If you are a cat owner, you might be familiar with their habit of wandering around on their own. A lost pet can be the worst experience that a pet owner can go through. But there are certain steps that can help you align your thoughts when you are worried about the safety of your pet.
The key to getting your back into the safety of your home is to take immediate action. Of course, neighborhood networking can speed up the process quite a bit, but you cannot just sit around worrying and waiting to get your furry companion home.
A quick read through this article will help you prepare for action in case your cat goes missing:
Before we touch the subject of the lost cat there are a few actions that can help you prevent this from happening in the first place. You can always get your pet microchipped as soon as your adopt it. Moreover, some shelters and local pet shops have pets that have been microchipped prior to setting them up for adoption. This is a safe and relatively painless method to keep track of your cat’s wandering adventures.
Although not all shelters and rescue homes have the correct technology to scan specific microchips, you can get one that is locally popular and can easily be traced if your furry friend is not found. Some might argue that collars do a good job of leading the pet home but in all fairness, these are easy to remove and so are I.Ds or tags.
Microchipping is a non-invasive and highly efficient method of tracking down the location of your pet. In addition to microchipping make sure that you always have a current picture of your pet with you.
A lost cat may be a frightened cat and you need to look for places that a frightened and confused animal will choose to hide. Cats are agile creatures that can fit into extremely small spaces, which makes your job difficult. But since we know to look in compact places, this can help. If your cat is an outdoor one, then there is a chance that it is planning on spending some extra time at its regularly visited place, but if it is an indoor cat then it might not go that far and choose to hide in a spot closer to home. An indoor cat will only go about 300 or 500 ft away from their home. If you still do not find it try searching your home once again.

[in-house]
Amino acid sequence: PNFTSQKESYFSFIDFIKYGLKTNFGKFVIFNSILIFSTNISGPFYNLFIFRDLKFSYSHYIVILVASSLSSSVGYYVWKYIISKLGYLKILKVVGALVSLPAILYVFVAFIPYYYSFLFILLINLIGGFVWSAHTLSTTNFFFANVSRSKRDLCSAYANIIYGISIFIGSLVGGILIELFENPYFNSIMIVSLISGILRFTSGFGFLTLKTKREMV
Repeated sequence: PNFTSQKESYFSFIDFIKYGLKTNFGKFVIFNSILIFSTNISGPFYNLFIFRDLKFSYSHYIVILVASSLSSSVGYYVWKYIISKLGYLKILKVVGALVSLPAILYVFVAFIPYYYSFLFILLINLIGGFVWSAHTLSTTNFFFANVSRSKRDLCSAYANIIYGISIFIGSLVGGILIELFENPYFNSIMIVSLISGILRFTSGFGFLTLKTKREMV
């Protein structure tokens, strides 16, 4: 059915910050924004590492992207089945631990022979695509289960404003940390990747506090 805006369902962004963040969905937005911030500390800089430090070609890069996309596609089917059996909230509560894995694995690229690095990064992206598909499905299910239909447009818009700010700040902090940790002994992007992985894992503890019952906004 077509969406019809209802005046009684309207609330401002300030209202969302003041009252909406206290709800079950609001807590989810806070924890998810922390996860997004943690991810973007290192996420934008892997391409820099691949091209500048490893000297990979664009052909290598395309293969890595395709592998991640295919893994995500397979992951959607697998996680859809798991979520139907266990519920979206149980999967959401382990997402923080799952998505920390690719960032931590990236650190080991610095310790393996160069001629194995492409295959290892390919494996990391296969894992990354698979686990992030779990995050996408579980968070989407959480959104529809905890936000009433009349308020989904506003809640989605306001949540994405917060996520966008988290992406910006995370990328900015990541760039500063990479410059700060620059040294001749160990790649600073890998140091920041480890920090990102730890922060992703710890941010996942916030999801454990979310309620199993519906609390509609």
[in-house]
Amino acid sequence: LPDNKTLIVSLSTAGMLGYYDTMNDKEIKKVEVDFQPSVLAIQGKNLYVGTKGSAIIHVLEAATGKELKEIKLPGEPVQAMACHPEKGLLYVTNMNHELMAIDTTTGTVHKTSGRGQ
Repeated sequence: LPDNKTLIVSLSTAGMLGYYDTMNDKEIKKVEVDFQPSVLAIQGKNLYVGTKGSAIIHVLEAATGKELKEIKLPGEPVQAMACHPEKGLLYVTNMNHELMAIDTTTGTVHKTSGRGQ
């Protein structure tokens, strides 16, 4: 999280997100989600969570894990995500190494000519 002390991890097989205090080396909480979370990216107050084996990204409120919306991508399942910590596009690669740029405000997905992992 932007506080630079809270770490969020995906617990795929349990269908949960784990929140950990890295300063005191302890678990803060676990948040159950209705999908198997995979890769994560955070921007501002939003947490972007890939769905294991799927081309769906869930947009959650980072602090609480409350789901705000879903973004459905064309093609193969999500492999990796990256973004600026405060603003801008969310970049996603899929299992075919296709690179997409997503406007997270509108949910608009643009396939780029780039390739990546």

If you live in an apartment complex, do a thorough search of the stairwells the rooftops and laundry rooms. Also, ask your neighbors if they have witnessed your catwalk by. On the ground level look under cars or in corners that are hidden from plain sight. Most kittens are found closer to home hiding under a car or in a stairwell.
Start searching immediately if your cat does not return by the time it usually does. If your day search does not turn up anything then you can keep a tray of your cat’s favorite food along with its favorite box near your door or front porch. Try calling out to your cat in a friendly voice, some owners whistle or make different sounds to call their pets, try out your sound.
If you have a local authority that can help you find your pet then contact them immediately. If your pet does not turn up in a few days then put up posters with their current picture and their other details. Mention a reward; this usually helps more than anything else.